Peptic ulcers: diagnosis and tests

Your doctor may suspect a peptic ulcer based on your symptoms and whether you have any risk factors. The main causes of peptic ulcers are infection with a type of bacteria called Helicobacter pylori (H. pylori) and regular use of nonsteroidal anti-inflammatory drugs (NSAIDs), which include ibuprofen and aspirin.

To help make a diagnosis, your doctor will want to do a physical examination and organise tests to look for signs of peptic ulcers or any complications that may have developed.

Your general practitioner (GP) may refer you to a gastroenterologist (specialist in conditions affecting the digestive system) for tests and treatment. The tests your doctor recommends will depend on your age and the nature of your symptoms. Some tests are more invasive than others, but may give more information.

Gastroscopy

A gastroscopy can be done to confirm a diagnosis of peptic ulcer. However, gastroscopy is often only recommended for people aged 55 years and older and those with worrisome symptoms or symptoms that may indicate complications.

A gastroscopy (also called upper gastrointestinal endoscopy) involves the use of a thin, flexible lighted tube with a camera, called an endoscope. It is usually done under light sedation because the endoscope needs to be passed through your mouth and down the throat to reach your stomach and duodenum.

During the procedure, your doctor will view and take images of the lining of the stomach and duodenum. If they find an ulcer, they may take some tissue samples (biopsies). The biopsy samples can be tested for the presence of Helicobacter pylori (H. pylori) - the cause of many peptic ulcers.

Non-invasive Helicobacter pylori tests

There are also several non-invasive tests that can detect an infection with H. pylori. Non-invasive Helicobacter pylori tests are often recommended for people younger than 55 who have typical peptic ulcer symptoms.

If the tests confirm you have H. pylori infection, your doctor will prescribe treatment to eradicate the infection. If your symptoms don’t improve with treatment, a gastroscopy may then be recommended.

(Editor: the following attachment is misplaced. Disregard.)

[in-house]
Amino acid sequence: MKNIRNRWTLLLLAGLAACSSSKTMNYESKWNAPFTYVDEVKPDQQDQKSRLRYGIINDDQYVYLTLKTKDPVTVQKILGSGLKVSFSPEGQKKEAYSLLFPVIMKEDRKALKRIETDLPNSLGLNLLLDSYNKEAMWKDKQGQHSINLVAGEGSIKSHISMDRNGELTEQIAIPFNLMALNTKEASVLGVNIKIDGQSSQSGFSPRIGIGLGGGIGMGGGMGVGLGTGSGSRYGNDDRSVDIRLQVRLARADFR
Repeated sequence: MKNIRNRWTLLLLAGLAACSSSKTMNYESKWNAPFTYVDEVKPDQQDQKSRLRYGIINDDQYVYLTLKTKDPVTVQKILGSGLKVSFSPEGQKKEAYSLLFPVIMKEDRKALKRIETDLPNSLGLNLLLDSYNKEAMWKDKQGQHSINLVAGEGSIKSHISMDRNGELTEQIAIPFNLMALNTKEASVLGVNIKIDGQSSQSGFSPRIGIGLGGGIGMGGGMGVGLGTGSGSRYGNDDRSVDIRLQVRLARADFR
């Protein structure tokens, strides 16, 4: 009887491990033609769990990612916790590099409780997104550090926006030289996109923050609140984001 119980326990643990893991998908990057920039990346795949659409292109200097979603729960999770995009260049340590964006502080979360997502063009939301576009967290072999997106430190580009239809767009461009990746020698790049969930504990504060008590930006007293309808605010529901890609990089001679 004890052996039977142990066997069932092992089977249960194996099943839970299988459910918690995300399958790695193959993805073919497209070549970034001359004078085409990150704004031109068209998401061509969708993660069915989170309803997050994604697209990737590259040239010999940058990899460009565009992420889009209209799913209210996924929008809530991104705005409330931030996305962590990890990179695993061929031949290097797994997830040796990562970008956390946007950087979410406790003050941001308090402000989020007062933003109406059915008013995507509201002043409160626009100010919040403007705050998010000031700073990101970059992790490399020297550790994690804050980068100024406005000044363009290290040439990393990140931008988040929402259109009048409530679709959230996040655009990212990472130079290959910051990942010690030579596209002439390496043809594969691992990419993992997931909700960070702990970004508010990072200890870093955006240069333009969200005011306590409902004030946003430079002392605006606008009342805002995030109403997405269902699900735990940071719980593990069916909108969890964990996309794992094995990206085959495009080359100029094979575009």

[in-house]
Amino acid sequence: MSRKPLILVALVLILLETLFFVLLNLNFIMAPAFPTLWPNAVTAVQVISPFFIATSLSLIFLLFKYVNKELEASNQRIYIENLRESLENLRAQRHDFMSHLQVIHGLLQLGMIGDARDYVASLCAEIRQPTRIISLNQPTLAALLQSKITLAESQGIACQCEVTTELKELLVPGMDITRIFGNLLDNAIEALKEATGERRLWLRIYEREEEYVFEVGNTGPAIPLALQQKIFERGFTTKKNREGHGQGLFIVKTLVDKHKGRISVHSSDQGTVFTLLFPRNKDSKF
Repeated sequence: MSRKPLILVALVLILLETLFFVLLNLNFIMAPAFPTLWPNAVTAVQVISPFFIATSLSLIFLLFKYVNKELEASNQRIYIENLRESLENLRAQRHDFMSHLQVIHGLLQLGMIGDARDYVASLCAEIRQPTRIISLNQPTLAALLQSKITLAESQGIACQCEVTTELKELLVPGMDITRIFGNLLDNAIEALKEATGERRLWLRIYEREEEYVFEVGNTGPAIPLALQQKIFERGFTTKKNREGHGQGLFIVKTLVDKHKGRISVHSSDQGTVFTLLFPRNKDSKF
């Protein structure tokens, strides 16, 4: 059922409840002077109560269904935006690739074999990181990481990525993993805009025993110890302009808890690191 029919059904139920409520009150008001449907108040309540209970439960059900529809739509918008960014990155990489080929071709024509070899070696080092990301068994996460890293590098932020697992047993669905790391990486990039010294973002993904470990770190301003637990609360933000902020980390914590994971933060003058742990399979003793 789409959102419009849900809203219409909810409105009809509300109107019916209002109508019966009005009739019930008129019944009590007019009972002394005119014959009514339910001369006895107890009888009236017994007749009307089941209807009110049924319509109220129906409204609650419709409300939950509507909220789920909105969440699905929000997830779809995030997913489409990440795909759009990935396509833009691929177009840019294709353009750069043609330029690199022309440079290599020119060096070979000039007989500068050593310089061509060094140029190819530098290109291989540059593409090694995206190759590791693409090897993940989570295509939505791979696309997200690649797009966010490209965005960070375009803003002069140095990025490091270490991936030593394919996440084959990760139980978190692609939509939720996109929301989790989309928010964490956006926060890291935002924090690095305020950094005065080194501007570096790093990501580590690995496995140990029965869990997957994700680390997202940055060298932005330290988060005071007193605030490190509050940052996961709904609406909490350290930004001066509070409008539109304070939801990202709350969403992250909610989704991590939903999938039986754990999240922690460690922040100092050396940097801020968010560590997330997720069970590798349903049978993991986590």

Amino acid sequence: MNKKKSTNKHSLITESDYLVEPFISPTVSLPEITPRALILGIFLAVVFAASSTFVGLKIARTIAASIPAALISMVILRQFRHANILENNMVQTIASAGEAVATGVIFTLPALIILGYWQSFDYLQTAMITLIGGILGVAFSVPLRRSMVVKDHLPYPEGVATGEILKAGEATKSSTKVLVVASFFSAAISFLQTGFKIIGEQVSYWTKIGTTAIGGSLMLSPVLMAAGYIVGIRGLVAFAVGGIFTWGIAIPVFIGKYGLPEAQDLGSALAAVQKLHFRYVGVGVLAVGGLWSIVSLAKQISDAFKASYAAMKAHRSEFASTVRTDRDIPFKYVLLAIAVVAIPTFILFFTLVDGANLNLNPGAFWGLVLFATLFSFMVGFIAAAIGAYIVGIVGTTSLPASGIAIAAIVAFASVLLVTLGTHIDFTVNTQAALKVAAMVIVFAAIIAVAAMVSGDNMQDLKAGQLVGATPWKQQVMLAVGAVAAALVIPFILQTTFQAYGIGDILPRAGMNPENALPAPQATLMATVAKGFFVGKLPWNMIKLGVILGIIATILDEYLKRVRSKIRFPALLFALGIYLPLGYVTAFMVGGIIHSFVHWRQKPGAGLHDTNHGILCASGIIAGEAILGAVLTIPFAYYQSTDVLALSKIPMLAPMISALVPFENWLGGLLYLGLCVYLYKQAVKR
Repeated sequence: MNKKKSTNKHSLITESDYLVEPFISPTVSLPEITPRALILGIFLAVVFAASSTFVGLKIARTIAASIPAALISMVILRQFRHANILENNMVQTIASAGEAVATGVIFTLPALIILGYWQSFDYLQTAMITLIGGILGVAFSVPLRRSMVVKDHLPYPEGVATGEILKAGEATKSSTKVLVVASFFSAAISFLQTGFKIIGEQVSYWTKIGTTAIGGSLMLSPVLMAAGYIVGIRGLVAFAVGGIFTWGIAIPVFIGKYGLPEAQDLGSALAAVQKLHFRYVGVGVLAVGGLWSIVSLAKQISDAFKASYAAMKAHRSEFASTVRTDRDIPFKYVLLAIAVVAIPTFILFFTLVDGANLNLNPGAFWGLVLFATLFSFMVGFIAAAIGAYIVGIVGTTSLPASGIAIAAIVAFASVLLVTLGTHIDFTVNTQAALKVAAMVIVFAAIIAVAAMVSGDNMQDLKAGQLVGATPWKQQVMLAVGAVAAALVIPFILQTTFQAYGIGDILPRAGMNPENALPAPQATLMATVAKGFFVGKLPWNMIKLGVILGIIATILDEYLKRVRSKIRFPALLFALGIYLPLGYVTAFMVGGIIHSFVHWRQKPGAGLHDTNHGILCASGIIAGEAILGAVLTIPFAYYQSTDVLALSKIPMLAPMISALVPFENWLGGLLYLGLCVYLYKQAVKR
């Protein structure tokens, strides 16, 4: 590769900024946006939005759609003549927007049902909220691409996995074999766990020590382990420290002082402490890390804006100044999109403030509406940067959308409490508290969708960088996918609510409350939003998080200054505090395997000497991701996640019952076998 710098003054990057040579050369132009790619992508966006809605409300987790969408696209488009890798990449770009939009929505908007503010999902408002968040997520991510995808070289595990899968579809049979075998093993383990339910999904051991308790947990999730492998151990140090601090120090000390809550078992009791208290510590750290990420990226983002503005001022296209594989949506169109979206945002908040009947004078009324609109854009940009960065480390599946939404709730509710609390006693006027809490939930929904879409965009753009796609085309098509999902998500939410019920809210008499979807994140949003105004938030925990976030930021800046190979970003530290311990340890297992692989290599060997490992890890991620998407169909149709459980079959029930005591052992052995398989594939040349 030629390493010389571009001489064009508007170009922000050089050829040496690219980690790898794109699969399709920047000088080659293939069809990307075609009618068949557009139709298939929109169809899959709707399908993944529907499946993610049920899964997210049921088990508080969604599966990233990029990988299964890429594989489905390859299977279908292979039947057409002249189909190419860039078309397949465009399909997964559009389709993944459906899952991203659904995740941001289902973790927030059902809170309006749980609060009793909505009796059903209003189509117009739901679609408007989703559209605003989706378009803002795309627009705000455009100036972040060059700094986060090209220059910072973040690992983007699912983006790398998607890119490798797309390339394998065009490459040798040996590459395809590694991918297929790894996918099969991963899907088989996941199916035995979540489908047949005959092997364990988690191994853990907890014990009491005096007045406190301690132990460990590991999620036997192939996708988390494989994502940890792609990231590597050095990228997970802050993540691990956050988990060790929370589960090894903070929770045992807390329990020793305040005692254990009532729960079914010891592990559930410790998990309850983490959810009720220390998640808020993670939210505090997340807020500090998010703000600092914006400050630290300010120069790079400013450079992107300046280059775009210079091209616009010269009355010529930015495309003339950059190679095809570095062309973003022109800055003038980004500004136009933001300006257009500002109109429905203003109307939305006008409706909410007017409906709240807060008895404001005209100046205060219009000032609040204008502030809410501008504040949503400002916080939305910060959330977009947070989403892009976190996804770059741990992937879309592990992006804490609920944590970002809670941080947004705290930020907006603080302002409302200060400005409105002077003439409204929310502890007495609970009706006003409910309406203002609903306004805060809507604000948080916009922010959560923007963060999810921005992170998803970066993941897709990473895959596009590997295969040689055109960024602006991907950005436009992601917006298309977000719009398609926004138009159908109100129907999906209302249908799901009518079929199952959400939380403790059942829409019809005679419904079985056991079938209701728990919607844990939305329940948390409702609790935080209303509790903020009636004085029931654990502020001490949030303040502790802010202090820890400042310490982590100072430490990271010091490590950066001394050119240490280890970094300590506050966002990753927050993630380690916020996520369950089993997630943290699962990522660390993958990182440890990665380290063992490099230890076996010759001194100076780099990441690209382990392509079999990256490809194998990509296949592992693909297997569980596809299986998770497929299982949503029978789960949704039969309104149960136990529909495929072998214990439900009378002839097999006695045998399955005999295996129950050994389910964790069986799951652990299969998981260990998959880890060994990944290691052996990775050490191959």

H. pylori breath test

The H. pylori breath test (also called the urea breath test) is an accurate test that can determine whether you have H. pylori in your stomach or duodenum. The breath test can also be done as a follow-up test to check whether H. pylori infection has been successfully treated.

The urea breath test uses the fact that H. pylori bacteria make an enzyme called urease. This enzyme (which breaks down a substance called urea) is not usually found in the stomach or duodenum - it is only present in people with an H. pylori infection. (The urease is what enables H. pylori to survive in the acidic environment of the stomach and duodenum.)

What happens during a urea breath test?

The test involves firstly swallowing a special solution or capsule containing radioactively labelled (14C) urea. If there is an H. pylori infection, the urease from the bacteria will break down the urea, and the breakdown products (one of which is carbon dioxide) will also be radioactively labelled.

The second part of the test involves exhaling into a special bag, which is sealed and sent to a laboratory to be tested for radioactively labelled carbon dioxide. ‘Labelled’ carbon dioxide will only be present if there is an H. pylori infection.

The amount of radioactivity you are exposed to during a breath test is very low - about the same as the amount we are exposed to naturally in one day of everyday life. However, there is a non-radioactive (13C) breath test that can be used in women of childbearing age and in children.

Other H. pylori tests

H. pylori can also be detected in a stool sample (poo sample). Your doctor will give you a special container to collect a sample at home, which is then sent to a laboratory. The H. pylori stool antigen test can be done to diagnose infection and to confirm successful treatment of the infection.

A blood test can also be done for H. pylori. The test detects antibodies to the bacteria, which may indicate a current or past infection with H. pylori. The blood test is generally less accurate than the breath and stool tests.

Other tests

Your doctor may recommend blood tests to check for possible complications of peptic ulcers, such as bleeding. A full blood count (FBC) can be used to test for anaemia, which is a sign of possible blood loss.

Kidney function blood tests may also be recommended if you have a peptic ulcer that is caused by NSAID use. That’s because frequent, long-term use of NSAIDs can damage the kidneys as well as cause peptic ulcers.

Previously, special X-rays of the stomach and duodenum were used to diagnose peptic ulcers. These tests involve drinking a chalky liquid containing barium to highlight the upper digestive tract so that it showed up on the X-ray. These days, barium X-rays are not routinely recommended.

References

1. BMJ Best Practice. Peptic ulcer disease (updated Jan 2018; reviewed Sep 2018). https://bestpractice.bmj.com/topics/en-gb/80 (accessed Oct 2018).
2. Mitchell H, Katerlaris P. Epidemiology, clinical impacts and current clinical management of Helicobacter pylori infection. Med J Aust 2016; 204 (10): 376-380. || doi: 10.5694/mja16.00104. https://www.mja.com.au/journal/2016/204/10/epidemiology-clinical-impacts-and-current-clinical-management-helicobacter (accessed Oct 2018).
3. Yaxley J, Chakravaerty B. Helicobacter pylori eradication - an update on the latest therapies. AFP 2014;43(5):301-5. https://www.racgp.org.au/afp/2014/may/helicobacter-pylori-eradication/ (accessed Oct 2018).
4. Royal College of Pathologists Australia. Urea breath test (updated 3 Jun 2015). https://www.rcpa.edu.au/Library/Practising-Pathology/RCPA-Manual/Items/Pathology-Tests/U/Urea-breath-test (accessed Oct 2018).
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